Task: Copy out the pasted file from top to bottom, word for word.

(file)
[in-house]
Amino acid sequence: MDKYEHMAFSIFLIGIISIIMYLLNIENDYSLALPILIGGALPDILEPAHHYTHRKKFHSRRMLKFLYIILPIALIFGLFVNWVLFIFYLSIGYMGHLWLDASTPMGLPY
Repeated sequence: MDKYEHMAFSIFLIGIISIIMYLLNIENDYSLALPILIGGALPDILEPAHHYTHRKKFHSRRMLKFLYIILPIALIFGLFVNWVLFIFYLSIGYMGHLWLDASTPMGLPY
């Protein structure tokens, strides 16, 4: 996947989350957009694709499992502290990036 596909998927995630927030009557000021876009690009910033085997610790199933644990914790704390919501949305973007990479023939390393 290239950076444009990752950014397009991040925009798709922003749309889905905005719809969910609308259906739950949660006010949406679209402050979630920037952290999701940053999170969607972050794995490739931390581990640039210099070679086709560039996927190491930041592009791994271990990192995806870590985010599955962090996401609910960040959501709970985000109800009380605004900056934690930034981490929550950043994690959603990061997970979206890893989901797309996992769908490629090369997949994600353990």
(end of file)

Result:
[in-house]
Amino acid sequence: MDKYEHMAFSIFLIGIISIIMYLLNIENDYSLALPILIGGALPDILEPAHHYTHRKKFHSRRMLKFLYIILPIALIFGLFVNWVLFIFYLSIGYMGHLWLDASTPMGLPY
Repeated sequence: MDKYEHMAFSIFLIGIISIIMYLLNIENDYSLALPILIGGALPDILEPAHHYTHRKKFHSRRMLKFLYIILPIALIFGLFVNWVLFIFYLSIGYMGHLWLDASTPMGLPY
């Protein structure tokens, strides 16, 4: 996947989350957009694709499992502290990036 596909998927995630927030009557000021876009690009910033085997610790199933644990914790704390919501949305973007990479023939390393 290239950076444009990752950014397009991040925009798709922003749309889905905005719809969910609308259906739950949660006010949406679209402050979630920037952290999701940053999170969607972050794995490739931390581990640039210099070679086709560039996927190491930041592009791994271990990192995806870590985010599955962090996401609910960040959501709970985000109800009380605004900056934690930034981490929550950043994690959603990061997970979206890893989901797309996992769908490629090369997949994600353990």